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              Global Spread and Persistence of Dengue

              Dengue is a spectrum of disease caused by four serotypes of the most prevalent arthropod-borne virus affecting humans today, and its incidence has increased dramatically in the past 50 years. Due in part to population growth and uncontrolled urbanization in tropical and subtropical countries, breeding sites for the mosquitoes that transmit dengue virus have proliferated, and successful vector control has proven problematic. Dengue viruses have evolved rapidly as they have spread worldwide, and genotypes associated with increased virulence have expanded from South and Southeast Asia into the Pacific and the Americas. This review explores the human, mosquito, and viral factors that contribute to the global spread and persistence of dengue, as well as the interaction between the three spheres, in the context of ecological and climate changes. What is known, as well as gaps in knowledge, is emphasized in light of future prospects for control and prevention of this pandemic disease.
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                Author and article information

                Contributors
                Role: ConceptualizationRole: Data curationRole: Formal analysisRole: Funding acquisitionRole: InvestigationRole: MethodologyRole: ResourcesRole: SoftwareRole: VisualizationRole: Writing – original draftRole: Writing – review & editing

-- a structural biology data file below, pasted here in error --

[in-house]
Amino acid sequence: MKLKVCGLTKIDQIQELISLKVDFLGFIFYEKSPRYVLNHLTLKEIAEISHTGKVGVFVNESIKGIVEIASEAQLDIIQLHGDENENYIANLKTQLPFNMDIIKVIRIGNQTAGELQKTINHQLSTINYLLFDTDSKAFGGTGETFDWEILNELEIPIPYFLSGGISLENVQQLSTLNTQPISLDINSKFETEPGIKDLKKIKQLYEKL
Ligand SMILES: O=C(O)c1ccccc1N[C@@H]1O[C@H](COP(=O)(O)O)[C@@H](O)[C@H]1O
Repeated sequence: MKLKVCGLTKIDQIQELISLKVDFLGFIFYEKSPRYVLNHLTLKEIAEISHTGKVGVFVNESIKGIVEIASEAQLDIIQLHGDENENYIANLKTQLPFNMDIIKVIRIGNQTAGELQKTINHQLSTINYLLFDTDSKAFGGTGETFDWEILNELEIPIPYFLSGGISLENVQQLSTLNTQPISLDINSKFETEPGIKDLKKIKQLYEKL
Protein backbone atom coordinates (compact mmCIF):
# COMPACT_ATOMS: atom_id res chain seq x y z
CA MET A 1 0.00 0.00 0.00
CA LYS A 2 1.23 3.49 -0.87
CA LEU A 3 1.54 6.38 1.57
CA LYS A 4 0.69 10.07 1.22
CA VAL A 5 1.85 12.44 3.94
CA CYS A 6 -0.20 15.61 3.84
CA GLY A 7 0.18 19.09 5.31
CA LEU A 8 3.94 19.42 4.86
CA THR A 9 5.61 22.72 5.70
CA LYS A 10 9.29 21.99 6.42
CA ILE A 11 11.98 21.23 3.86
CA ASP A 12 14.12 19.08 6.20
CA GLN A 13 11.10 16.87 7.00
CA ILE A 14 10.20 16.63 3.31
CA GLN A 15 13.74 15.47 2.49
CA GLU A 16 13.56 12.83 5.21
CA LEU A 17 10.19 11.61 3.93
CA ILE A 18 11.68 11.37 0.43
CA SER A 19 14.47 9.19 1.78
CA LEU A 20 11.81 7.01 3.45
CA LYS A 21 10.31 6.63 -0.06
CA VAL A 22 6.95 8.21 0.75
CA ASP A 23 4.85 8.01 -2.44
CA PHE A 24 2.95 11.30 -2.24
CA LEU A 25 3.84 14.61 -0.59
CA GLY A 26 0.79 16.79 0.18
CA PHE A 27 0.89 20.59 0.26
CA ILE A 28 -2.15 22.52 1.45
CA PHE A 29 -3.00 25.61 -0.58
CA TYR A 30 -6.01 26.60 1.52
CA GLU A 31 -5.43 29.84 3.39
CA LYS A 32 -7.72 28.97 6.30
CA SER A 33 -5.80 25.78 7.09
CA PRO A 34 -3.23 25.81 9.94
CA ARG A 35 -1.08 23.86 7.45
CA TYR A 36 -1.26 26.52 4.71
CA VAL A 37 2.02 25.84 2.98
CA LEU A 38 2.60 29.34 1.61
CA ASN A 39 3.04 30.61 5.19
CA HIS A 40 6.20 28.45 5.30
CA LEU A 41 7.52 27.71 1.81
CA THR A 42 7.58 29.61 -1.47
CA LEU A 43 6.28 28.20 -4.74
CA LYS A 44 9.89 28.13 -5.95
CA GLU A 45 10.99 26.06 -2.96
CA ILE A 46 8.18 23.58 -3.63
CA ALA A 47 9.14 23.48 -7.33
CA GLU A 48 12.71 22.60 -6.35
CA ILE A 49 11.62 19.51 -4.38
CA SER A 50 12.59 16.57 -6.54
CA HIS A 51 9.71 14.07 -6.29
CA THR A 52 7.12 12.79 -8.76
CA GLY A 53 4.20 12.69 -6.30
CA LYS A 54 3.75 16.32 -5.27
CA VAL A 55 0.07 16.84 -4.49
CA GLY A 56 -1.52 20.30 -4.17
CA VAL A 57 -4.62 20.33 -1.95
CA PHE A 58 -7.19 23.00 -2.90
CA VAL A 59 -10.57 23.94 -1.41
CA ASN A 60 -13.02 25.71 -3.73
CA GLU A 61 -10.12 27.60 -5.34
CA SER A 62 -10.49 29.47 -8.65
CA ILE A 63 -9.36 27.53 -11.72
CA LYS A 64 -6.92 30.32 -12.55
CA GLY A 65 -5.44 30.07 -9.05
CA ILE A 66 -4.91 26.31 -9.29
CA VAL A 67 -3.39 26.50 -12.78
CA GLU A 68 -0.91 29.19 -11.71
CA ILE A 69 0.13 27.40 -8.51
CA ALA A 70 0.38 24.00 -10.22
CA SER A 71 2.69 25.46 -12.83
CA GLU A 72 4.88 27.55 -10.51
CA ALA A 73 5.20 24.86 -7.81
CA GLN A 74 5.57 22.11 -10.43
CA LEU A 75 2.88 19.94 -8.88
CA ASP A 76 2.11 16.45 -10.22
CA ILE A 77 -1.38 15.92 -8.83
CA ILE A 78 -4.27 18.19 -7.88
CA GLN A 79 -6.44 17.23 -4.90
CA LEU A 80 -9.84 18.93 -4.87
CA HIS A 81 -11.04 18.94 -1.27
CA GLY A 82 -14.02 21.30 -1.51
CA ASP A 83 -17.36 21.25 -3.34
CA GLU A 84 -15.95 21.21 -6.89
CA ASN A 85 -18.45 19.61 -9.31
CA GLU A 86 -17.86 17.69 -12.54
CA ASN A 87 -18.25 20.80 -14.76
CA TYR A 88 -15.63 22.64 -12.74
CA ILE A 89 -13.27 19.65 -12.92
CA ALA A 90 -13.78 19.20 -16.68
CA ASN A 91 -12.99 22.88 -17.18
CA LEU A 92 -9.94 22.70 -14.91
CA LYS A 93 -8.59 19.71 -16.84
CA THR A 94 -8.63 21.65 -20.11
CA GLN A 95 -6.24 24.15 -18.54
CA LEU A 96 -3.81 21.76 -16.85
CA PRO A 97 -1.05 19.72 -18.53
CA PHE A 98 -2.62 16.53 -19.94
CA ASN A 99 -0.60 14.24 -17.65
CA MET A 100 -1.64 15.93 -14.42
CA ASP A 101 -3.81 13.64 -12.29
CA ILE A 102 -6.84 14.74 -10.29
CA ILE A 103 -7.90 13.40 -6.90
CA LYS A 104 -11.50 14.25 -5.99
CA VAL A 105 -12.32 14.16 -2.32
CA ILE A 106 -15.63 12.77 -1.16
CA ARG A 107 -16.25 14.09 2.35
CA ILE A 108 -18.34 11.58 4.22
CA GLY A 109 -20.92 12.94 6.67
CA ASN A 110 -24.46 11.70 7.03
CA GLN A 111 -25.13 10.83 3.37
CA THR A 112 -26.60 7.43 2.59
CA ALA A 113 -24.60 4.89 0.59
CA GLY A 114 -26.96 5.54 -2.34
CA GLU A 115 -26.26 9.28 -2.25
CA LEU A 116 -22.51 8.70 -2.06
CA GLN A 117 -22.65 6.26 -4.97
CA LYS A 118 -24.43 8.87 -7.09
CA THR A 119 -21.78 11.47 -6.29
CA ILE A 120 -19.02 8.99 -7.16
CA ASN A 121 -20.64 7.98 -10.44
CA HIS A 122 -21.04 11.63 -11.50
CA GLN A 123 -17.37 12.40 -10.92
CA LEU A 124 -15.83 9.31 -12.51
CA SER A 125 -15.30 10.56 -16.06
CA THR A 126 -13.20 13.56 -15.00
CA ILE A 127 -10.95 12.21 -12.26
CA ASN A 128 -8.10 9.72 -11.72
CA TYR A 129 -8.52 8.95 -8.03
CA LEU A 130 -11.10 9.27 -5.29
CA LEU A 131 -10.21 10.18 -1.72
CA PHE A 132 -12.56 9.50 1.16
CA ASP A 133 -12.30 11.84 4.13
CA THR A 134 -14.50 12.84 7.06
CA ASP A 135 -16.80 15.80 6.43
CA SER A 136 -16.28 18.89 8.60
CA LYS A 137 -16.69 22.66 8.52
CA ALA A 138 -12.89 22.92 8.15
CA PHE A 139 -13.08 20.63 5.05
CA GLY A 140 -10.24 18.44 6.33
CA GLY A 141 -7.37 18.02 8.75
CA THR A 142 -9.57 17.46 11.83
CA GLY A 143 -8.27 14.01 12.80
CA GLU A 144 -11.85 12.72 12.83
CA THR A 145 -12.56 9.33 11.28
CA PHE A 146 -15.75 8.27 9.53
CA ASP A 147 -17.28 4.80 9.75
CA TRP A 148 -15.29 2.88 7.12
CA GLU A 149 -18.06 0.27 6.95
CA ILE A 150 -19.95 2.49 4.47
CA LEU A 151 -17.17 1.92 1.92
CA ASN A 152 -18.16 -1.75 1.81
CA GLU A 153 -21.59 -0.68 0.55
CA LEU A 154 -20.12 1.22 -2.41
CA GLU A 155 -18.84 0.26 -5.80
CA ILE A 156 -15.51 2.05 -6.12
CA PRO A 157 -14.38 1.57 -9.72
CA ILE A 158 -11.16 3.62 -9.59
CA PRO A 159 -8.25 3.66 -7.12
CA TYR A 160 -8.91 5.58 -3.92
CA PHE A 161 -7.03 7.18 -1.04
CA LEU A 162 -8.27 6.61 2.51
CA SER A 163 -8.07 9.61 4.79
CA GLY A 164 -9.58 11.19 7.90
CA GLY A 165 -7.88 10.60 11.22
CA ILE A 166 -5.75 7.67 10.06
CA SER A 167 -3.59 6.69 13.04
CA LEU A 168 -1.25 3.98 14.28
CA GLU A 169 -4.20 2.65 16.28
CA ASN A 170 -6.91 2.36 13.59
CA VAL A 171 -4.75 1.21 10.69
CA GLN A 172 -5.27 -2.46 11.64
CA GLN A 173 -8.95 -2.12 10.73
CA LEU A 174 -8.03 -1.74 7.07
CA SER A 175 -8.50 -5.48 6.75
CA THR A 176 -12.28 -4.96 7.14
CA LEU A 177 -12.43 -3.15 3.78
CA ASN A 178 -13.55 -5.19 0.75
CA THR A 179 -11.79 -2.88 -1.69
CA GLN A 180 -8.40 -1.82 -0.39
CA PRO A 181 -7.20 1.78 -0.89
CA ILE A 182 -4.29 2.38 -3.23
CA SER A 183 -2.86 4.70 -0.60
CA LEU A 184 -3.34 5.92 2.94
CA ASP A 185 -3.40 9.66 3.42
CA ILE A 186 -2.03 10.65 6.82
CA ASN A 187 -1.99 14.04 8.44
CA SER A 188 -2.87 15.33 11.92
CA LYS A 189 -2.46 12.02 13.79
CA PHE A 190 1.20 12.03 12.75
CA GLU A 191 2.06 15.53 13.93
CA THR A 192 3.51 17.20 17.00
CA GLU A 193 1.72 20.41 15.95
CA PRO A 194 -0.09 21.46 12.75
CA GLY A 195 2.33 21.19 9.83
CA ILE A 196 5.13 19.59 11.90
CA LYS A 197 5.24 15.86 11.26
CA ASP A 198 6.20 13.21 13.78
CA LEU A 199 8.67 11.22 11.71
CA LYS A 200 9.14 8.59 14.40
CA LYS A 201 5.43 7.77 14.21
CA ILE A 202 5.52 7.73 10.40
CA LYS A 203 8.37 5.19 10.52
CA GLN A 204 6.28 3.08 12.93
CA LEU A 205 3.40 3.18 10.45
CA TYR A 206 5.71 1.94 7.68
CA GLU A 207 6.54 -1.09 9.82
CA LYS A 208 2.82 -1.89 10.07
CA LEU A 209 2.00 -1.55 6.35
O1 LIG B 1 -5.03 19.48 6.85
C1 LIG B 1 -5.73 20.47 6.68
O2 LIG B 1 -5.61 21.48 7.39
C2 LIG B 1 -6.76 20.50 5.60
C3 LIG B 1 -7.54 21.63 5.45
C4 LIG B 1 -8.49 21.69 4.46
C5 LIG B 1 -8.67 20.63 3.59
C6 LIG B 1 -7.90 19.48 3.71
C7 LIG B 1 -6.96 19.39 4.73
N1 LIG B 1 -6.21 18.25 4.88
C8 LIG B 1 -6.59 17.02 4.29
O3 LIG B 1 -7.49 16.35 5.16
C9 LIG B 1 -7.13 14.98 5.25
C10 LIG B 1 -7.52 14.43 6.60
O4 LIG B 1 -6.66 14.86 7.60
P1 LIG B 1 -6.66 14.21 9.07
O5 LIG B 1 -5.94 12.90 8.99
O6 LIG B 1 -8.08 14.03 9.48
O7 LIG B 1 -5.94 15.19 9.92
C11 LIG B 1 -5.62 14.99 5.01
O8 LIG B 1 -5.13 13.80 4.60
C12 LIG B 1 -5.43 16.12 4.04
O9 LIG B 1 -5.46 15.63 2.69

Role: ConceptualizationRole: MethodologyRole: ResourcesRole: ValidationRole: Writing – review & editing
                Role: InvestigationRole: Writing – review & editing
                Role: InvestigationRole: Writing – review & editing
                Role: Data curationRole: Formal analysisRole: ValidationRole: Writing – review & editing
                Role: Data curationRole: Formal analysisRole: Funding acquisitionRole: MethodologyRole: Project administrationRole: ResourcesRole: SoftwareRole: SupervisionRole: ValidationRole: Writing – original draftRole: Writing – review & editing
                Role: Editor
                Journal
                PLoS Negl Trop Dis
                PLoS Negl Trop Dis
                plos
                plosntds
                PLoS Neglected Tropical Diseases
                Public Library of Science (San Francisco, CA USA )
                1935-2727
                1935-2735
                13 October 2020
                October 2020
                : 14
                : 10
                Affiliations
                [1 ] Rajshahi Medical College, Rajshahi, Rajshahi, Bangladesh
                [2 ] Shaheed Ziaur Rahman Medical College, Bogra, Bogra, Bangladesh
                [3 ] Sir Salimullah Medical College, Dhaka, Dhaka, Bangladesh
                [4 ] Rangpur Medical College, Rangpur, Rangpur, Bangladesh
                [5 ] Medical Centre, University of Rajshahi, Rajshahi, Bangladesh
                [6 ] Health Research Group, Department of Statistics, University of Rajshahi, Rajshahi, Bangladesh
                George Washington University School of Medicine and Health Sciences, UNITED STATES
                Author notes

                The authors have declared that no competing interests exist.

                Article
                PNTD-D-20-00595
                10.1371/journal.pntd.0008567
                7553334
                33048921
                d3a72616-37aa-470b-9859-5dce55c0de9a
                © 2020 Rafi et al

                This is an open access article distributed under the terms of the Creative Commons Attribution License, which permits unrestricted use, distribution, and reproduction in any medium, provided the original author and source are credited.

                Page count